Home > Katy's Korner > Cryer’s Cross by Lisa McMann & Julia Whelan

Cryer’s Cross by Lisa McMann & Julia Whelan

Cryer's Crossby Lisa McMann & Julia Whelan

Cryer’s Cross
by Lisa McMann & Julia Whelan

Cryer’s Cross

By: Lisa McMann & Julia Whelan

Release Date: February 8, 2011

Rating: 3.5 stars

Summary: The community of Cryer’s Cross, Montana (population 212) is distraught when Tiffany, a high-school freshman, disappears without a trace. Plagued by OCD, sixteen-year-old Kendall is freaked out by the empty desk in the one-room schoolhouse, and is relieved when her boyfriend Nico takes the seat. And then he goes missing too. An increasingly anxious Kendall finds herself drawn to the desk: If she sits there, will she also vanish? But instead of vanishing, something appears: eerie graffiti messages on the desk’s surface that could only be from Nico. Desperate to help him, Kendall stumbles upon some ugly—and deadly—local history. And she’s about to find out just how far the townspeople will go to keep their secrets buried….

 

Review: This book ended up surprisingly good, though I didn’t really like it until the end. I’m going to keep this review fairly vague because I don’t want to spoil it.

I would say about 75% of this book was just okay. To be honest, I kind of struggled with it and only finished it because it was an audiobook, and I had nothing better to do. It was a typical mystery, so it was entertaining enough but nothing special.

In fact, I almost thought Kendall was a flat character, and really, the only thing made her remotely interesting was the OCD. At the same time, I don’t think she was really obsessive/compulsive, other than she’s slightly particular about certain things and that she tends to think A LOT. I know a lot of normal people who joke they have OCD, and they act just like Kendall. I would have liked to see McMann make her case a bit more extreme because I think things like ADD, ADHD and OCD are too quickly diagnosed these days.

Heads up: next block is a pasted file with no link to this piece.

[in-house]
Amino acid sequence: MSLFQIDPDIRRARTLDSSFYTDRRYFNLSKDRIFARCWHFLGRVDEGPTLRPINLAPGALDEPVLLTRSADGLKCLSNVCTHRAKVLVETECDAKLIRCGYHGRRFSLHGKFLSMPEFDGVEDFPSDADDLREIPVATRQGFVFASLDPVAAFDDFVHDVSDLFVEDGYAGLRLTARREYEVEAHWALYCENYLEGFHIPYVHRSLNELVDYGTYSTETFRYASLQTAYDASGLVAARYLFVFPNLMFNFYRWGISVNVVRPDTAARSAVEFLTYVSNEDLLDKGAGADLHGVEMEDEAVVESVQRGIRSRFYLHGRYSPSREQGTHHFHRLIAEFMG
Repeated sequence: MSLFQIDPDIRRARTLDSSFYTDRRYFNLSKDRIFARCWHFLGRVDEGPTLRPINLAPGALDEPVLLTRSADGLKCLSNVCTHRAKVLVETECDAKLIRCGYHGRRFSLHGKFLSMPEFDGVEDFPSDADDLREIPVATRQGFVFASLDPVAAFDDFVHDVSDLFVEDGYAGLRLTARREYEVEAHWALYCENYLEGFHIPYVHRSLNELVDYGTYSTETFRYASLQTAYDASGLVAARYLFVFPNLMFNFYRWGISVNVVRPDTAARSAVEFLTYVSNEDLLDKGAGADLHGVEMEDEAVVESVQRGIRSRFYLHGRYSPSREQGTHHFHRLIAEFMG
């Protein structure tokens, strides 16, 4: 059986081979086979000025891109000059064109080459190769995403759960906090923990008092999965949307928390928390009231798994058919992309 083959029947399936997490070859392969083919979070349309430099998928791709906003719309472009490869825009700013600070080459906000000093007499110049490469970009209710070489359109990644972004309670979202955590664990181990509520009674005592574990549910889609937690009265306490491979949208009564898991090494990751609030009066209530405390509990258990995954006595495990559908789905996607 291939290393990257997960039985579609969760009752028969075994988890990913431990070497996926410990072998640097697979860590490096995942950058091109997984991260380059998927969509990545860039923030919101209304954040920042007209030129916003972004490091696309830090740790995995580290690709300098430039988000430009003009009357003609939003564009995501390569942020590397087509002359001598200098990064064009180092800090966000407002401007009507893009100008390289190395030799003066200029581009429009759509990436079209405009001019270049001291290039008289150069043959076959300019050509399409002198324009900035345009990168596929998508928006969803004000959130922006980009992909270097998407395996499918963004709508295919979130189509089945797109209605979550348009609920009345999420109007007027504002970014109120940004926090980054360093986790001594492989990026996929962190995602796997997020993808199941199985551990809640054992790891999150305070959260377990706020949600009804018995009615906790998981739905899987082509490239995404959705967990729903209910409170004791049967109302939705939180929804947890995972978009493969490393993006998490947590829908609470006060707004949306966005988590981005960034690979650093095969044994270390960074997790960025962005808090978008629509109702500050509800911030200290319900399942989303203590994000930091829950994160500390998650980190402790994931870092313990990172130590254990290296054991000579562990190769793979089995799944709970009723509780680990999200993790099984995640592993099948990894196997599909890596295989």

Like I said, the storyline was okay. There are mysterious disappearances, and the small town tries to figure out what happened. I think the book focused a little bit too much into the romance, although I don’t think McMann did that justice either. I wasn’t swept away with their romance. And it was weird how McMann made Jacian a fake bad boy – like he was supposed to be one, but he wasn’t. I don’t know how else to explain it.

When I meant the book was surprisingly good, I meant the mystery’s end. Believe me, when it was first mentioned, and I scoffed, thinking, “Oh PLEASE don’t tell me this is what it’s going to be.” It sounded SO stupid.

BUT… when it was all over, and the background story was told, I realized, “Wow, that is a really good ghost story to tell at a sleepover or a camping trip.” Too bad it wasn’t until near the very end. Yes, it makes for a good surprise, but I can see a lot of readers either 1) giving up ahead of time or 2) was ready for the story to be over so they won’t appreciate the twist so much.

Like I said, I wasn’t too fond of the book at first, but when it was all said and done, it was surprisingly a lot better than I had expected.

Go to Katy’s review on Goodreads.

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